Brow games : The Eastern Art of Threading
issue three : fear thy neighbour
It's been twelve years since my last threading experience. In short, it was a total disaster. My eyebrow sisters looked more like distant pimply cousins. I swore that I would never trust another person with my eyebrows again. I am older and wiser now, which means I have learnt that I need to trust people...a little. But their reputation is everything.
If you're going to do something, do it right!
I had the opportunity to visit Vaishaly's clinic in Marylebone for an eyebrow threading treatment.
Word on the street, web and magazine pages, hail Vaishaly as the original QUEEN of eyebrows and founder of the art of threading in Great old Britain. She has been perfecting her craft for 20 years! Not to mention having just won Best Facial of 2017 in the Attracta Awards. The two treatments often go hand-in-hand. A skin, mood and age defying facial with a side of perfect brow. Yes please...I'll have two!
While myself and Vaishaly weren't able to align our schedules (obviously what I mean by that is; the woman is one of the most sort after facialist's in the world, so a small-fry like myself doesn't quite make the cut for her calendar)so my threading treatment was skilfully performed by one of her personally trained therapists, Emma.
I did, however, have the chance interview Vaishaly about her culture and how it played a part in her beauty practices.
What is threading?
Threading is the ancient art of removing hair from the roots using cotton thread.
Much like the concept of waxing, sugaring and epilating, by extracting the hair from the root follicle, rather than cutting it (a.k.a shaving); re-growth is slower and finer, leaving the skin clean and smooth, with lasting results.
My prior experience aside, I was apprehensive about what the result would be. The thought of Instagram brows terrified me. If my brows were that perfect means that my hair would have to always be immaculately styled... and my nails would have to be shaped and polished. My anxiety levels soared at the very thought it!
I don't have the fullest brows in the world. They are a bit gappy and scraggly. It can be months between the need to pluck away stray hairs. Instead, I use the stragglers as a "comb over". They fill in the gaps in my brows. Nah...it's mostly because I am lazy when it comes to my own beauty routine.
The treatment began with Emma asking me about my preference in shape and assessing what could be done with the limitations she had to work with (my words, not hers). What she really did, was talk me through what she felt would best suit me. When she said that she felt a less arched, more natural shaped brow was preferable, my anxiety began to subside.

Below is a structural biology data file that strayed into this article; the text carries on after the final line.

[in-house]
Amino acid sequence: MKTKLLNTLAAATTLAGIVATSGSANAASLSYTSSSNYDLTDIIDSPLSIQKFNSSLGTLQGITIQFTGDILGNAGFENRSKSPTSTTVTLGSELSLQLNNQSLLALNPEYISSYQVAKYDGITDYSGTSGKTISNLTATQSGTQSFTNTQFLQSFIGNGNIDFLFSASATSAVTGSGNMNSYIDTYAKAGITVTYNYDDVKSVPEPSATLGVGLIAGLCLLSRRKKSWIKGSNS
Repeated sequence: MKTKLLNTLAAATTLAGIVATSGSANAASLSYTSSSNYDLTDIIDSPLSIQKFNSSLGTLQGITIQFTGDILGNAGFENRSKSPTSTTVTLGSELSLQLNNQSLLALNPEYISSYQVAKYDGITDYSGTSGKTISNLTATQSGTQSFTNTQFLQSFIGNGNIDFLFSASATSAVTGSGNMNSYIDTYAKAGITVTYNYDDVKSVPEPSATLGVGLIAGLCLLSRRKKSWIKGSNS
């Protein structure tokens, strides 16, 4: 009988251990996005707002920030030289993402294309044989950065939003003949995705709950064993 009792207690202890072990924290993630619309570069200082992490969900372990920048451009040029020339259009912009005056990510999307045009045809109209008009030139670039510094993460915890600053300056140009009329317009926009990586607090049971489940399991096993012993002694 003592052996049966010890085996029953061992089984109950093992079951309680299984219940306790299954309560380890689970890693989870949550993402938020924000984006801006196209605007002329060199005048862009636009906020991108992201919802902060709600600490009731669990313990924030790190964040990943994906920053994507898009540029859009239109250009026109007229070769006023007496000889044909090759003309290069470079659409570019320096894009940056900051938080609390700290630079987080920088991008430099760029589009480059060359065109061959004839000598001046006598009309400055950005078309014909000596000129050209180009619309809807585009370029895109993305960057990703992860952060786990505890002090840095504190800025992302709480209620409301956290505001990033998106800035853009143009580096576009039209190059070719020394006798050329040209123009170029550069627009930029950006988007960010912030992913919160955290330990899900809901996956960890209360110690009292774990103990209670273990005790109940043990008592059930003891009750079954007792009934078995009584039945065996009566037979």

The brow was area is sterilised and the treatment began.
The only way I can describe the sensation is the same way I would describe getting a good massage. It's a little painful (I cannot find a more suitable adjective to describe the actual sensation in the English language. One that reflects a different kind of pain for different experiences? In Albanian, for instance, there are about twenty-seven highly specific adjectives to add to the word "eyebrow" that acutely describe what they eyebrow is doing! If you're interested in find out what they are, I highly recommend the book "The Meaning of Tingo: And Other Extrodianry Words From Around The World" by Adam Jacot de Boinod.) but the "good" kind of painful.
She began by cleaning up all the super fine hairs around and between my brows. Then, a rough shaping, at which time she handed me the mirror to ensure me she was on the right track. I was asked to assist the therapist, by pulling my skin taught, using both hands in opposite directions. As both her hands (and mouth) were tied up with the thread. This allowed to her to expertly shape the brows and not get the skin caught between the tread.
There really wasn't a huge amount that could be done with my eyebrow shape if I am honest. But the end result left them looking a little fuller, rather than over stylised. Any final stray hairs were removed with a tweezer to finish off the look. The brow area is wiped down with witch hazel to calm and sterilise the skin at the end of the treatment.
I still recognised the face I have grown to know and love. Phew! The entire process took just under 15 minutes.
After the treatment, you are left with some self-explanatory redness around the brow area, particularly if you have fair, sensitive skin.
You are advised not to touch the threaded area for several hours and not to use any heavy creams for at least twenty-four hours as this could cause a breakout.
To book your treatment, click here.